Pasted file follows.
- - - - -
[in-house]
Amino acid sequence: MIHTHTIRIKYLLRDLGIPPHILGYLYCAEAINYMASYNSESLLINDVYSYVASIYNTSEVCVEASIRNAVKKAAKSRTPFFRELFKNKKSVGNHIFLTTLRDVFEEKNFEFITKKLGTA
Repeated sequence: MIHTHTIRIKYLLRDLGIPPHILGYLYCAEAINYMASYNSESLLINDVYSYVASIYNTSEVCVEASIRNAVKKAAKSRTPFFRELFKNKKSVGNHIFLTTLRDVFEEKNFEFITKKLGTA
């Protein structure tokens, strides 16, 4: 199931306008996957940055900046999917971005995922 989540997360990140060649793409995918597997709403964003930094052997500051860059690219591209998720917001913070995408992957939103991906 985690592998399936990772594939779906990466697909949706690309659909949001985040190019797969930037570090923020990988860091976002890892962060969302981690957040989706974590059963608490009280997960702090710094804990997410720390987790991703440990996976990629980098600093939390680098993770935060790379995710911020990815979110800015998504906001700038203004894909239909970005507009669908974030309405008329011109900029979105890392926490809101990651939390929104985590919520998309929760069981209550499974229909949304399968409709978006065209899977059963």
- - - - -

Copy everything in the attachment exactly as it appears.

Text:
[in-house]
Amino acid sequence: MIHTHTIRIKYLLRDLGIPPHILGYLYCAEAINYMASYNSESLLINDVYSYVASIYNTSEVCVEASIRNAVKKAAKSRTPFFRELFKNKKSVGNHIFLTTLRDVFEEKNFEFITKKLGTA
Repeated sequence: MIHTHTIRIKYLLRDLGIPPHILGYLYCAEAINYMASYNSESLLINDVYSYVASIYNTSEVCVEASIRNAVKKAAKSRTPFFRELFKNKKSVGNHIFLTTLRDVFEEKNFEFITKKLGTA
């Protein structure tokens, strides 16, 4: 199931306008996957940055900046999917971005995922 989540997360990140060649793409995918597997709403964003930094052997500051860059690219591209998720917001913070995408992957939103991906 985690592998399936990772594939779906990466697909949706690309659909949001985040190019797969930037570090923020990988860091976002890892962060969302981690957040989706974590059963608490009280997960702090710094804990997410720390987790991703440990996976990629980098600093939390680098993770935060790379995710911020990815979110800015998504906001700038203004894909239909970005507009669908974030309405008329011109900029979105890392926490809101990651939390929104985590919520998309929760069981209550499974229909949304399968409709978006065209899977059963």